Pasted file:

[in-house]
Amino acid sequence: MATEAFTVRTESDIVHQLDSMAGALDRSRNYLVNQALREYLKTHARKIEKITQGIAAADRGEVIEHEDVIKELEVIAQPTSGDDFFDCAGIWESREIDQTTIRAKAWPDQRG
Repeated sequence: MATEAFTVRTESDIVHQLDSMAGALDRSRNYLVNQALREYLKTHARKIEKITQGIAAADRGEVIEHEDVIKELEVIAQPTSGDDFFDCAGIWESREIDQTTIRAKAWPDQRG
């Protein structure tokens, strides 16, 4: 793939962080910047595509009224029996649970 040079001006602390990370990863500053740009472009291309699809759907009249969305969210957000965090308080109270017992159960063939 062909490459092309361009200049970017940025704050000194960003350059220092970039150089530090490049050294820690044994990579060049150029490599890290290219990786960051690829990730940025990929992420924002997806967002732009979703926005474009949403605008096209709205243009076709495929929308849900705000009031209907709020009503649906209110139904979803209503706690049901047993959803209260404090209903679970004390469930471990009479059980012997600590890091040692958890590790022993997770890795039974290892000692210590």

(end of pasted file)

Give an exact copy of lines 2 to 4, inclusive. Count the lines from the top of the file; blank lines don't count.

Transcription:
Amino acid sequence: MATEAFTVRTESDIVHQLDSMAGALDRSRNYLVNQALREYLKTHARKIEKITQGIAAADRGEVIEHEDVIKELEVIAQPTSGDDFFDCAGIWESREIDQTTIRAKAWPDQRG
Repeated sequence: MATEAFTVRTESDIVHQLDSMAGALDRSRNYLVNQALREYLKTHARKIEKITQGIAAADRGEVIEHEDVIKELEVIAQPTSGDDFFDCAGIWESREIDQTTIRAKAWPDQRG
């Protein structure tokens, strides 16, 4: 793939962080910047595509009224029996649970 040079001006602390990370990863500053740009472009291309699809759907009249969305969210957000965090308080109270017992159960063939 062909490459092309361009200049970017940025704050000194960003350059220092970039150089530090490049050294820690044994990579060049150029490599890290290219990786960051690829990730940025990929992420924002997806967002732009979703926005474009949403605008096209709205243009076709495929929308849900705000009031209907709020009503649906209110139904979803209503706690049901047993959803209260404090209903679970004390469930471990009479059980012997600590890091040692958890590790022993997770890795039974290892000692210590």